The effects of estrogen and raloxifene treatment on the antioxidant enzymes and nitrite-nitrate levels in brain cortex of ovariectomized rats

Oge A., SEZER E., Ozgonul M., Bayraktar F., YILDIRIM SÖZMEN E.

NEUROSCIENCE LETTERS, vol.338, no.3, pp.217-220, 2003 (SCI-Expanded) identifier identifier identifier

  • Publication Type: Article / Article
  • Volume: 338 Issue: 3
  • Publication Date: 2003
  • Doi Number: 10.1016/s0304-3940(02)01416-7
  • Journal Indexes: Science Citation Index Expanded (SCI-EXPANDED), Scopus
  • Page Numbers: pp.217-220
  • Keywords: estrogen, raloxifene, cortex, nitric oxide, superoxide dismutase, catalase, DEPLETION
  • Dokuz Eylül University Affiliated: Yes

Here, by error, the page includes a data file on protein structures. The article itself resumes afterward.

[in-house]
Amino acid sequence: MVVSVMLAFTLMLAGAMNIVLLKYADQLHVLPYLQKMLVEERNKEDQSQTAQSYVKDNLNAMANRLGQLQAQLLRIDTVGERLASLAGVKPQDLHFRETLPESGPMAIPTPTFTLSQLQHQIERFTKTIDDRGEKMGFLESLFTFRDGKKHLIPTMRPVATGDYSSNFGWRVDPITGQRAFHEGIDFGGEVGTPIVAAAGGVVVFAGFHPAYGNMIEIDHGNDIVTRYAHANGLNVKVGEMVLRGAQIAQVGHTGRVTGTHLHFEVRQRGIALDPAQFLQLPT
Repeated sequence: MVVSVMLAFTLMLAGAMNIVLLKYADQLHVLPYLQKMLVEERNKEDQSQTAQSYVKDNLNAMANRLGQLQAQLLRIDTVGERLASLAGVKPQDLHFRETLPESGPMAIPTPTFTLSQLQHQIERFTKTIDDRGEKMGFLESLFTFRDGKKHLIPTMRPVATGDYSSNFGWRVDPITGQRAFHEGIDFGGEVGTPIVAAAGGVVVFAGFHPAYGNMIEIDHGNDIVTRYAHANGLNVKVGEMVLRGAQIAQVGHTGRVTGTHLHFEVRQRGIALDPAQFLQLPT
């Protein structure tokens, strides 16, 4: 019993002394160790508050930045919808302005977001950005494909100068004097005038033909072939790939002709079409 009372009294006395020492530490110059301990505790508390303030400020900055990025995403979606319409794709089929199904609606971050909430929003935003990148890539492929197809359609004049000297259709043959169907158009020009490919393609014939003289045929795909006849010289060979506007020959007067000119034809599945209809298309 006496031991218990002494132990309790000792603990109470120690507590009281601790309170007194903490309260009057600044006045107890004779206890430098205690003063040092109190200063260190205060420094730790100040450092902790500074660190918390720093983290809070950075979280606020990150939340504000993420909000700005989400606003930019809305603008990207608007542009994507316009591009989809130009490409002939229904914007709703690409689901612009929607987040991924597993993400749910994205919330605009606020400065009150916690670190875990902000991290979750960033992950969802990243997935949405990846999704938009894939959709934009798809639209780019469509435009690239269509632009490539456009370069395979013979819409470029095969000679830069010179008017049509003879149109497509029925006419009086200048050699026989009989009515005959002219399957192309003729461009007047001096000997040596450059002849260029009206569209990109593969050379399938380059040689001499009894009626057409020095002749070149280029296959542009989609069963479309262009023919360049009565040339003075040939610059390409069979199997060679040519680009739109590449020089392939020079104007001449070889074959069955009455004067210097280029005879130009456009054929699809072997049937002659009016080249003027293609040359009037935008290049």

Number of studies indicate that the female gonadal hormone estrogen protects women against several neurodegenerative diseases and cerebral ischemia via various mechanisms. The possible protective effects of estrogen are mediated mainly by three ways; the activation of steroid receptors and/or modulation of a neurotransmitter and/or direct antioxidative action. Therefore we aimed to investigate the effects of estradiol and raloxifene on levels of nitric oxide (NO) and antioxidant enzymes in brain cortex of ovariectomized female rats. Ten Sprague-Dawley rats were used as naive controls while 32 rats were ovariectomized at 120-140 days of age. Twelve weeks after ovariectomy: (1) Ovariectomized Placebo group (n = 11), was given physiologic saline. (2) Estrogen group (n = 10) was given Ethynyl estradiol, 0.1 mg/kg sc. (3) Raloxifene group (n = 10) was given raloxifene, 1 mg/kg sc. At the end of the treatment period (8 weeks), rats were decapitated and cortex samples were dissected. Results showed that ovariectomy caused a decrease in total nitrite-nitrate levels. The NO levels of both the estrogen and the raloxifene group were higher than the placebo group. Catalase activities did not show any significant difference between the groups, while superoxide dismutase (SOD) activities were elevated via ovariectomy. Estradiol and Raloxifene treatment had no statistically significant effect on SOD activity. (C) 2002 Elsevier Science Ireland Ltd. All rights reserved.